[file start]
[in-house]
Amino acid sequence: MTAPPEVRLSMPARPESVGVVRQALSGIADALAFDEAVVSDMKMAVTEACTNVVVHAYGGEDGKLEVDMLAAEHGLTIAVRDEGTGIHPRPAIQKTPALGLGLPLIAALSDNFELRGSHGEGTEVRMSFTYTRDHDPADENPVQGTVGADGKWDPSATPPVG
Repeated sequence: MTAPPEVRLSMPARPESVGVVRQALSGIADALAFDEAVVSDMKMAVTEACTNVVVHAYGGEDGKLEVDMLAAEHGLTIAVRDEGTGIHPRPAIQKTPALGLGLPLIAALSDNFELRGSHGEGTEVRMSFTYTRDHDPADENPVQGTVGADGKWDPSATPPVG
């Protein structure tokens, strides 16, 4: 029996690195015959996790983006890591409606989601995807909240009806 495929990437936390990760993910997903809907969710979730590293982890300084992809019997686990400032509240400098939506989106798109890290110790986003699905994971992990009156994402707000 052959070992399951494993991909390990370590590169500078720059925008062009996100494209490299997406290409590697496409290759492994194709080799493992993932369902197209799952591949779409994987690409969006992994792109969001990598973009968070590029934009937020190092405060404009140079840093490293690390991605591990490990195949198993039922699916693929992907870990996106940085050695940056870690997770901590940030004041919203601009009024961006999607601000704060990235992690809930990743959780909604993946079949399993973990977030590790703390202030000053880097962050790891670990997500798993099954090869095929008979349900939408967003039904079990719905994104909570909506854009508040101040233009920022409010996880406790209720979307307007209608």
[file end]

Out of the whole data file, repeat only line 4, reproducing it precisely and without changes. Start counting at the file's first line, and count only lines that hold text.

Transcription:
């Protein structure tokens, strides 16, 4: 029996690195015959996790983006890591409606989601995807909240009806 495929990437936390990760993910997903809907969710979730590293982890300084992809019997686990400032509240400098939506989106798109890290110790986003699905994971992990009156994402707000 052959070992399951494993991909390990370590590169500078720059925008062009996100494209490299997406290409590697496409290759492994194709080799493992993932369902197209799952591949779409994987690409969006992994792109969001990598973009968070590029934009937020190092405060404009140079840093490293690390991605591990490990195949198993039922699916693929992907870990996106940085050695940056870690997770901590940030004041919203601009009024961006999607601000704060990235992690809930990743959780909604993946079949399993973990977030590790703390202030000053880097962050790891670990997500798993099954090869095929008979349900939408967003039904079990719905994104909570909506854009508040101040233009920022409010996880406790209720979307307007209608």